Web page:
When he announced his candidacy in 2007, Barack ObamaBarack ObamaNorth Korea is a problem, but China and Pakistan are just as harmful 21 state AGs denounce DeVos for ending student loan reform Obama to net 0K for Wall Street speech: report MORE looked like he could be the one to finally stand up to the student lending system. He was one of only two members on the Senate Health, Education, Labor and Pensions (HELP) committee not to have taken money from the Sallie Mae PAC. In this position he was privy to HELP Committee and other reports detailing a broad swath of illegal and deceptive activities by the lenders, the universities, and even the Department of Education.
His rhetoric about making college "affordable" sounded great. The deletion of most every standard consumer protection (like bankruptcy and statutes of limitations) from student loans had caused a hyper-inflationary market, and a systemically predatory lending system that was lives and livelihoods of millions of people. The nation's student loan debt had skyrocketed to $450 billion, and the Department of Education had actually begun turning a profit on defaults.
By the time Obama leaves office next year, the nation will have added $1 Trillion to its student debt tab.
What the Obama administration did do was great for the federal government, not the students. Obama federalized the system to where the government now profitsimmensely from both interest on loans it makes directly to students, and defaults. To say that the federal government now sits atop the most predatory lending system in our nation's history is not an understatement.
The various repayment programs that promise forgiveness are cruel jokes, administered in bad faith by a Department of Education that has zero desire or intentions of forgiving any loans. I estimate that fewer than 15% of those signing up for these programs will actually make it through. The rest will be expelled owing far more than when they entered.
Obama's Consumer Financial Protection Bureau (CFPB) was designed so as to give it essentially no jurisdiction over federal student loans. The CFPB busies itself only with private student loans, which at least have statutes of limitations, and are covered under Fair Debt Collection Practices, and Truth in Lending laws (federal loans are not). So the CFPB is no help. Meanwhile, Obama's lawyers fight furiously behind the scenes to keep bankruptcy protections gone from student loans in order to protect their cash cow.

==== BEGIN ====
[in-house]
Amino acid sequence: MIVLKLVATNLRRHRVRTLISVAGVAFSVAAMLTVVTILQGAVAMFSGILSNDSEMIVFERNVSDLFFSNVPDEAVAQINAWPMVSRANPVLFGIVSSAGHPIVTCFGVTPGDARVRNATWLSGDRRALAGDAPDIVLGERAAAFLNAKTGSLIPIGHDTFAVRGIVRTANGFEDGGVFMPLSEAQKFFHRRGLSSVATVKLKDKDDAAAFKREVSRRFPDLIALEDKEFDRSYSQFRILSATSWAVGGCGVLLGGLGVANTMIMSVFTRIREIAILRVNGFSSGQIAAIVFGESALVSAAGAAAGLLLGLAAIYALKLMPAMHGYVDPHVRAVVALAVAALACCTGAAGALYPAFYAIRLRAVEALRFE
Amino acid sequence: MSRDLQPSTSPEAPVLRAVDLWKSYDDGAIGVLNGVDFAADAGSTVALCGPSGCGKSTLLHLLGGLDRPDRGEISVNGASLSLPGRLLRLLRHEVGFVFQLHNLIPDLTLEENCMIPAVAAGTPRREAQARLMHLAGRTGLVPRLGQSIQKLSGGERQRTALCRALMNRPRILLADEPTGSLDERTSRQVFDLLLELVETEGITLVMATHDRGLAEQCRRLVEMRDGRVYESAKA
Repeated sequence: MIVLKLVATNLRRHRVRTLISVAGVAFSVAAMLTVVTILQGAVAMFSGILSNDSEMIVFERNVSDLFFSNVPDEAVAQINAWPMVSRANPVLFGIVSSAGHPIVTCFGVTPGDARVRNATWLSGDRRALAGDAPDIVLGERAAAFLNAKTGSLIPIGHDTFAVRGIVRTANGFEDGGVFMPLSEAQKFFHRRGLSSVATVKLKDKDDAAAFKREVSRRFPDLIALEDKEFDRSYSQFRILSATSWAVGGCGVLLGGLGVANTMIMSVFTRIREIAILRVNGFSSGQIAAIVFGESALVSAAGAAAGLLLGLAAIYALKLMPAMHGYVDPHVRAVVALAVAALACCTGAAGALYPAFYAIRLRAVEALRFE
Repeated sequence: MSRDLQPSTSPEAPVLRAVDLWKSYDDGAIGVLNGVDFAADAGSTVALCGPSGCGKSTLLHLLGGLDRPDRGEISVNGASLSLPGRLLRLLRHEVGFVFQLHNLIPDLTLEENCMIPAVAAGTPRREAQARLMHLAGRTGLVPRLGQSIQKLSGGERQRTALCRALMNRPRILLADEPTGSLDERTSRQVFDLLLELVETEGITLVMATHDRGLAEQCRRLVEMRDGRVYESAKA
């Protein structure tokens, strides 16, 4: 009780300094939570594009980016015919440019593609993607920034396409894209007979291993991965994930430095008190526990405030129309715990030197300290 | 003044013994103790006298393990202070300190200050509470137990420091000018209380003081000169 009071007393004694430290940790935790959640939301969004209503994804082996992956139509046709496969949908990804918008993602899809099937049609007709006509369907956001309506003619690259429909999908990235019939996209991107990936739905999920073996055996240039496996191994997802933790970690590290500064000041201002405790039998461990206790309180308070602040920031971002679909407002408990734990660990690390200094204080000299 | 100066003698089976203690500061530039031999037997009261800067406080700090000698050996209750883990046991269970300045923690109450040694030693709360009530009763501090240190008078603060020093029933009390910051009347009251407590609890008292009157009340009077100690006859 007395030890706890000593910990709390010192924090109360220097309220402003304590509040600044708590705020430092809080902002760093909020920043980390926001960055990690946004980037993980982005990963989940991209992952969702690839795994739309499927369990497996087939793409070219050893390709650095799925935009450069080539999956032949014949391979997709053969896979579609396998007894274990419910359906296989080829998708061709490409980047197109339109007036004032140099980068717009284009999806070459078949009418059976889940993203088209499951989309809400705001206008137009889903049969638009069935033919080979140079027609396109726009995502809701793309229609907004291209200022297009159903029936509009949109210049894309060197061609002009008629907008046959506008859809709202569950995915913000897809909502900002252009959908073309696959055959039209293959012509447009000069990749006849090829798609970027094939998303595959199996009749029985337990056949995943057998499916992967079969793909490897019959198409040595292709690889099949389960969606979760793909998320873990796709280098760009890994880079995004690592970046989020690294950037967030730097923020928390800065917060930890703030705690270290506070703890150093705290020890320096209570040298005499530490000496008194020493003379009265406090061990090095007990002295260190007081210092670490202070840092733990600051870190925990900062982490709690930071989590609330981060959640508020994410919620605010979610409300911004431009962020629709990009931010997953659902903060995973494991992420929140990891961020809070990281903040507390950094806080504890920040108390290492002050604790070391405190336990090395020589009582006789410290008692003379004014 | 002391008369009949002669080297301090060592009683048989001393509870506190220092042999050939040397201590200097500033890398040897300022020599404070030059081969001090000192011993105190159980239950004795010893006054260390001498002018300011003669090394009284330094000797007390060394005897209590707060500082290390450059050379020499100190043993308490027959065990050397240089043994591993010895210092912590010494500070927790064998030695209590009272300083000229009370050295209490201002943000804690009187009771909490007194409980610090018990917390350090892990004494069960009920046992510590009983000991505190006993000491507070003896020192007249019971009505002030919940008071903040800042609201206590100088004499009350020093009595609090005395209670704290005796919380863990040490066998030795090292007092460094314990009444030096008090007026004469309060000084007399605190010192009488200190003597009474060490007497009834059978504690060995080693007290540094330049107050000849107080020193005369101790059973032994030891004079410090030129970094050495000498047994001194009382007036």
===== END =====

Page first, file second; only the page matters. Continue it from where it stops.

This all happened on Obama's watch. He cannot avoid accountability for what is shaping up to be among the largest financial catastrophes this country has ever seen. His pleasant disposition does nothing to mitigate the cruel infliction of such massive harms upon the very citizens who put him into office.
President Obama still has 6 months left. There are 3 good bills in Congress right now that would at least return uniform bankruptcy rights to student loans- something that that the founding fathers called for-ahead of the power to declare war, form a military, and coin currency when they gave power to Congress in the Constitution. Obama could get any one of these bills moving (I would recommend HR 449, since it has bipartisan support).
If Republicans in Congress were serious about reining in the powers of the federal government, they would not only join in these efforts- but lead on this critically important task.
Alan Collinge is Founder of StudentLoanJustice.Org, and Author of The Student Loan Scam (Beacon Press)